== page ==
domenica 30 novembre 2014

Buddhist Temple in Rome

There’s no doubting that Rome with the Vatican is the centre of the Catholic world, pretty much therefore the Christian world. But that doesn’t mean that there is no room for other religions. Rome is the site of Europe’s largest mosque, and is also home to the  oldest Jewish population in Europe. In the last fifteen or so years Italy has seen an increase in immigration, just as many other countries in Europe. A significant immigrant community are from China, Taiwan and South-East Asia. So other places of worship are springing up in Rome.  In fact Buddhism has also gained many Italian followers, and in fact is the third religion in Italy after Christianity and Islam. So it is appropriate that Rome can now boast the largest Buddhist Temple in Europe too.The Hua Yi Si Temple is rather incongruously situated in an industrial zone just off the Via Prenestina and surrounded by warehouses and distribution centres supplying the Chinese restaurants and stores in Rome. Most of the signs outside these great sheds are in Chinese. The temple, whose mother Temple is the Chunk Tai Chan Monastery in Taiwan, is run by four very devote, discrete and simpatiche Buddhist nuns. Built in a very traditional oriental style as a one storey pagoda, behind the solid metal gates all is tranquillity. Two marble lions stand guard at the entrance from which a smiling Buddha beams benevolently at the visitor.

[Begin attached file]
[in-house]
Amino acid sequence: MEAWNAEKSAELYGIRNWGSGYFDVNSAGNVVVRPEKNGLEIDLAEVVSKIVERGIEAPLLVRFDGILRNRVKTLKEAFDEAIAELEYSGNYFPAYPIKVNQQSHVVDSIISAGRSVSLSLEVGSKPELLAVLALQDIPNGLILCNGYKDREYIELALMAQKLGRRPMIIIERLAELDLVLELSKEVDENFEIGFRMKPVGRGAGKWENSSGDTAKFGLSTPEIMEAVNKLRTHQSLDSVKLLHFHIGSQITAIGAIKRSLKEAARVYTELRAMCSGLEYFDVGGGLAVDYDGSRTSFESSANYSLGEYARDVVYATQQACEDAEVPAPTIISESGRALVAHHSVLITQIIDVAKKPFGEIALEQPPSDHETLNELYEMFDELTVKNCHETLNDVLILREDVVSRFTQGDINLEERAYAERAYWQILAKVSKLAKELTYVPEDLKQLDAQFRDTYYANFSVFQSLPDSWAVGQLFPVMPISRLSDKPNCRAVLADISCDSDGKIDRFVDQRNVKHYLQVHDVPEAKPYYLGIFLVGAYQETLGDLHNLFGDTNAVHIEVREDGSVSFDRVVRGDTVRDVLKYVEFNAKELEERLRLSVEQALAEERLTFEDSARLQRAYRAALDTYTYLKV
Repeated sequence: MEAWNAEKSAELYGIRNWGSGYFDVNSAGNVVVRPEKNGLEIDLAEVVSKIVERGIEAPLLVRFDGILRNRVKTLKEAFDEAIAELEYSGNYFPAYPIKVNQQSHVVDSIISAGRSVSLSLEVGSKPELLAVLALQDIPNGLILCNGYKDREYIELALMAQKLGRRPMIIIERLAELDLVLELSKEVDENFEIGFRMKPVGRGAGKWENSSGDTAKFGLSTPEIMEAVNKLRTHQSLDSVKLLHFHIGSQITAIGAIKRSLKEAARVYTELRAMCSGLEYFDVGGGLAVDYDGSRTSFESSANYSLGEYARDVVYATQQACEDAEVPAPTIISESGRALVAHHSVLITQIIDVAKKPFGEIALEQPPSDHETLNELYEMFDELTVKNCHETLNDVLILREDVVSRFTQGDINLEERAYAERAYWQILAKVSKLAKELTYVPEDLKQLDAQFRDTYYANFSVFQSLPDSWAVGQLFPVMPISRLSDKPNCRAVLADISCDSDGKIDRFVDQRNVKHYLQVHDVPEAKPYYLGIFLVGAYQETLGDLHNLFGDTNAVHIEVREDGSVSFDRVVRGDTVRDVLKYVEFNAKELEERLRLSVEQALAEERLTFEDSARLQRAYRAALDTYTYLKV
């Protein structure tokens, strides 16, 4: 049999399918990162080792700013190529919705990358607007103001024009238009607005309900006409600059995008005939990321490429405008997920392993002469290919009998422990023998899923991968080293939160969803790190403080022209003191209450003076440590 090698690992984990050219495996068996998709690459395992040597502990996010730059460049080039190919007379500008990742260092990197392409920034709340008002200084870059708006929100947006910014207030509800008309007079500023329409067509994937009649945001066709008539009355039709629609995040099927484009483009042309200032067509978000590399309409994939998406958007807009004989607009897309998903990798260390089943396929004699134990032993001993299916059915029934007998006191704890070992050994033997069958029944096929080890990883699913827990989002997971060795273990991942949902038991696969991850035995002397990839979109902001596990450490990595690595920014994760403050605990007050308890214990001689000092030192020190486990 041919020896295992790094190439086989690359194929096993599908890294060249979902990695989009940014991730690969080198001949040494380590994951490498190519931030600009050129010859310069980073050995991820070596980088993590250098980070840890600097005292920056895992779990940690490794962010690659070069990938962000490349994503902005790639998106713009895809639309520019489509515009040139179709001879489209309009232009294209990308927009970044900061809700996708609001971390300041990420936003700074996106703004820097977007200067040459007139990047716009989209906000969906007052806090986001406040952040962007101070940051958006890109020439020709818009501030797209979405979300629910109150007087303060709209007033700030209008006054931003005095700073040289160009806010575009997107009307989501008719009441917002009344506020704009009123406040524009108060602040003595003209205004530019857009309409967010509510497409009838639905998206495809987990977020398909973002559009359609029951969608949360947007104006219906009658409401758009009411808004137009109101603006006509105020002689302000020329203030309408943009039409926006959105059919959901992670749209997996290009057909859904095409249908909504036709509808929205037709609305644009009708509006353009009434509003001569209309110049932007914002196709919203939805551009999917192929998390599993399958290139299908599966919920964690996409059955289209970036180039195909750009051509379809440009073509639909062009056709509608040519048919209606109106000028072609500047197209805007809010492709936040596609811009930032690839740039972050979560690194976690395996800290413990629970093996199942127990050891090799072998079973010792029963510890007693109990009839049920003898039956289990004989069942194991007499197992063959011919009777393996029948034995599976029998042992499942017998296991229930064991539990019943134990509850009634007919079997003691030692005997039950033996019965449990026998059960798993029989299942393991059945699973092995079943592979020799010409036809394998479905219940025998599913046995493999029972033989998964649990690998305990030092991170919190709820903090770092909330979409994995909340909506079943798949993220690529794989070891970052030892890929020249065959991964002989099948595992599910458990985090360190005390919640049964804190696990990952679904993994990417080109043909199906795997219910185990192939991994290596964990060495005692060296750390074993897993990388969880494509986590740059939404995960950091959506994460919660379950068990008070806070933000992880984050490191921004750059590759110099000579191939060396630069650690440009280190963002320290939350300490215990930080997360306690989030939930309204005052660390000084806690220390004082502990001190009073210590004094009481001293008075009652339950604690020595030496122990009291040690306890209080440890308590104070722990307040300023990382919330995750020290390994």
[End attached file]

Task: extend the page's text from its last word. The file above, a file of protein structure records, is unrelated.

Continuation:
The founder of the order is The Grand Master Wei Chueh, whose large photograph is hung on one of the walls. Those attending the temple will be taught the four cardinal precepts:- “Treat the aged with respect; the young with gentleness; others with harmony and conduct your affairs with honesty.”
The temple opens its doors to the faithful and the curious on Sundays at 11am.








Contacts:- Associazione Buddhista Hua Yi Si
Via dell’Omo, 142
00155 Roma
Tel. 06.22428876
Link:- Paesasera Tempio Buddhisto a Roma
buddhismo.forumfree.it

martedì 25 ottobre 2011

Vesuvius

The sun sets behind Mount Vesuvius after a wet autumn day.

venerdì 21 ottobre 2011

Via della Pace, Via di Tor Mellina, Vicolo delle Vacche.


The streets behind Piazza Navona are crowded with restaurants, pizza joints and bars, and hence lots of tourists, and if you are looking to photograph a bit of local atmosphere tourists somehow just don’t fit the bill.

How happy I was then to be able to photograph this group of real genuine Romans who run a restaurant in Via della Pace.